Harper a Walk-Off Homerun Hero in D.C.

The 2018 Homerun Derby was the most exciting one to date. I never thought I would say this but Josh Hamilton’s 2008 Derby has been topped. This Derby appeared as if it would be somewhat of a dud with guys like Jesús Aguilar and Max Muncy taking up spots for more recognized stars. This would be turned around early on. Rhys Hoskins came out firing with seventeen homers in the opening round, while Aguilar went down easy with a boring twelve homerun performance. He popped up a ton, looked just happy to be there and was eliminated in no time.

The Homerun Derby really kicked off with the second match-up in the opening round: Kyle Schwarber vs Alex Bregman. With Baez at the ESPN table calling his teammates shots, Schwarber slugged sixteen bombs and made it looked grim for the 5’10” 190 lb Bregman, but he did not look intimidated. Watching his team react reminded me of why I loved the derby growing up, and why this is such a fun event. Garrett Cole was Bregman’s biggest fan while Verlander was Instagram Live recording his teammate. Bregman was hitting line drive rockets on his way to 15 homeruns, falling one homer short. It came down to the wire with his last two hits being warning track shots. While it was devastating to watch, the derby kept on rolling.

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Bregman raking at the Homerun Derby

Next came Javier Baez vs Max Muncy. Baez is a proven electric factory who was made for a flashy competition like the Home Run Derby. After some bad tosses from his older brother they started connecting for six homers before calling a time-out with 1:58 remaining. He finished strong and with the overtime ended up with sixteen homers. Then Max Muncy came up and became his own story. While he was putting balls in the seats the announcers shared his story of how he was released by the Athletics and had to wait for a high school team to finish up each day just to get in the cage. His Dad rebuilt his confidence, who months later would be throwing to his son again, but this time in D.C. for the 2018 Homerun Derby, a slight upgrade over a high school batting cage. Muncy would win seventeen-sixteen on a walk-off homer with 32 seconds on the clock.

From then on, all eyes were on Bryce Harper who made the event his derby from round one throughout. It started with an underwhelming performance by Freddie Freeman who was only able to put twelve balls over the fence. Harper then showed off his power by smoking thirteen in the clouds with 26 seconds left on the clock. He finished with a walk-off blast as he did in each round of his epic run. Harper’s shots looked different than everyone else’s, it was a special day for him and the crowd behind him.

Harper moved on to face underdog Max Muncy, who impressed in round one to edge out Baez. Muncy did not have the same gas he had in round one, putting up only twelve homers in round two. Harper would then have the task of walking-off again. While thirteen homers seemed like a foregone conclusion, Bryce struggled early, adding to the legacy of this derby for years to come. Harper went deep just three times in the first 1:30 before catching fire and hitting five straight out of the park. Bryce got to ten before taking a time-out with 1:33 remaining. The next three would come easy and he would walk it off yet again with 1:11 left on the clock.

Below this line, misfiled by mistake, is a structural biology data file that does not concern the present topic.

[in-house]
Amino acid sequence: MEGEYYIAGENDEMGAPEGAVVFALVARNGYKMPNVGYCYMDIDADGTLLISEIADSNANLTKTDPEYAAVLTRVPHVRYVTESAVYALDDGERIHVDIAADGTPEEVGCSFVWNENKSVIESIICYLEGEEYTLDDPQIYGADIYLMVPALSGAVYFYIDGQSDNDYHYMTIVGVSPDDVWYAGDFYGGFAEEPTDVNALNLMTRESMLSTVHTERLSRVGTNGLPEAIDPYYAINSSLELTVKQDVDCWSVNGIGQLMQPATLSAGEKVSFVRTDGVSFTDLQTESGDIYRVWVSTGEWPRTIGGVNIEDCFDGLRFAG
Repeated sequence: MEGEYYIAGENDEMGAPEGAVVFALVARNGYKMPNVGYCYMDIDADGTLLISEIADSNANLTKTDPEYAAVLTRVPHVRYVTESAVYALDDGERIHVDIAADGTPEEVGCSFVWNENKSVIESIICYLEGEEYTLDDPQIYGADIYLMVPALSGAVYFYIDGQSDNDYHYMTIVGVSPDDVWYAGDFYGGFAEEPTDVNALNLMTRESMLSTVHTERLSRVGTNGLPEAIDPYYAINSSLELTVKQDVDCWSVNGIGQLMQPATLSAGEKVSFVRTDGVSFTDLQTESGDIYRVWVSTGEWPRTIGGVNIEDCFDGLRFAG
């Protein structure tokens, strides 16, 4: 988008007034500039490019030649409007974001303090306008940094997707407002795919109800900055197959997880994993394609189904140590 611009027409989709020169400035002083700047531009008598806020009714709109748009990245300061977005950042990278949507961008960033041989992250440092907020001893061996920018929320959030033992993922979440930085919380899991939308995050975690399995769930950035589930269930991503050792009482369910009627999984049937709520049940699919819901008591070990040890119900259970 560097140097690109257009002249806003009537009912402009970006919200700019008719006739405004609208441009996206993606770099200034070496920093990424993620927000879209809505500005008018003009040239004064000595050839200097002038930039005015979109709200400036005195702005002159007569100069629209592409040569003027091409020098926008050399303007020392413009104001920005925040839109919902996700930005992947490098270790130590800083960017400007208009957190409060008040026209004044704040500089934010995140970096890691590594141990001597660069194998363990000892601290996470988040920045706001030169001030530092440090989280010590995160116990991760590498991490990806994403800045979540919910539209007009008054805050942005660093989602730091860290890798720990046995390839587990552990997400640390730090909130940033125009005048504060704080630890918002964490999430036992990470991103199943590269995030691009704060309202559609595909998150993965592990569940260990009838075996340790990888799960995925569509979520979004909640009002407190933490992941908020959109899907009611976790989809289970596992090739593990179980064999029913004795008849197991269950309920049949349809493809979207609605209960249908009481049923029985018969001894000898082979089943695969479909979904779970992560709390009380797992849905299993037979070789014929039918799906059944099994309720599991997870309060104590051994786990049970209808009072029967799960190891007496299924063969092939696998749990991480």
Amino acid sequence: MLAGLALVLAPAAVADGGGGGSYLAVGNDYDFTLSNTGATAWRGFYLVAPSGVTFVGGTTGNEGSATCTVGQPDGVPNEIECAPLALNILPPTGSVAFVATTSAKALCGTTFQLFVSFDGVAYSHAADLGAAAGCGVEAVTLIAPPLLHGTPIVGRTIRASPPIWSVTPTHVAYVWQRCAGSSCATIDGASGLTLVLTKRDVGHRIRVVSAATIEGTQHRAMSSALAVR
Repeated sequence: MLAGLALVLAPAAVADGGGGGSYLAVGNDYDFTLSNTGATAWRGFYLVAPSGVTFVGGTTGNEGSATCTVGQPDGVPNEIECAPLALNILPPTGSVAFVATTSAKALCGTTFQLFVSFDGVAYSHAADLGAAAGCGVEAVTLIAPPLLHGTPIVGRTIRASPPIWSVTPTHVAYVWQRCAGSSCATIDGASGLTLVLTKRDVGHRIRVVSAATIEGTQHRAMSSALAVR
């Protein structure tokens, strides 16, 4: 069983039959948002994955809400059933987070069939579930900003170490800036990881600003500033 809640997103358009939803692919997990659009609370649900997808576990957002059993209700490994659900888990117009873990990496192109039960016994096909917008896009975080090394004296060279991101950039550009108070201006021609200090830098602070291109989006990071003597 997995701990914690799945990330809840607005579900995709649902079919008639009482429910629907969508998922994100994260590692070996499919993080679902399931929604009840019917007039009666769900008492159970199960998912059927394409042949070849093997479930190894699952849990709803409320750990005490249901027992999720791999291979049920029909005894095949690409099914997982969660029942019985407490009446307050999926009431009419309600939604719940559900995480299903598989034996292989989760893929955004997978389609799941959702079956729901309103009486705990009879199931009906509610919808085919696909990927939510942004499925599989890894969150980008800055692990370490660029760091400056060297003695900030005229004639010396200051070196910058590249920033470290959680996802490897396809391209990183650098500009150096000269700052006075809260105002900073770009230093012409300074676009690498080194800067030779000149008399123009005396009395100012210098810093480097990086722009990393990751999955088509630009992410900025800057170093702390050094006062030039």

The final round would come down to slugger Kyle Schwarber vs Hometown Hopeful Bryce Harper. Schwarber went first and mashed eighteen homers to put the crowd on edge. Harper was faced with adversity and came out flat, hitting only four dingers before calling a time-out with 2:38 remaining. This led to debatably Bryce Harper’s biggest moment in a Washington Nationals uniform. The crowd was behind him loud, supporting Harper as much as they ever have. He came out of the break on a mission and rallied to get five homers with 50 seconds left on the clock. Harper would then mash nine homeruns in only 47 seconds to tie Schwarber at eighteen. Then came the 30 second bonus where Harper would bash his derby winning nineteenth homerun and bat flip to victory. Bryce then turned to the crowd as the entire stadium erupted. With Harper mic’d up, you hear him celebrating with his father who threw to him and struggled in the final round before they connected on seemingly every pitch.

Harper was quick to acknowledge his father, coaches, teammates and everyone around him. He was momentarily a child winning a little league baseball game where it felt like nothing else mattered but that one victory. The general public is mixed on Bryce Harper, but I love that man and real baseball fans do too. People who genuinely love baseball and want the sport to maintain relevance should get behind Harper because like him or not, he is great for baseball. 

Here is Harper’s epic comeback to tie it:

Scott Neville – Head Baseball Writer – WTF Sports

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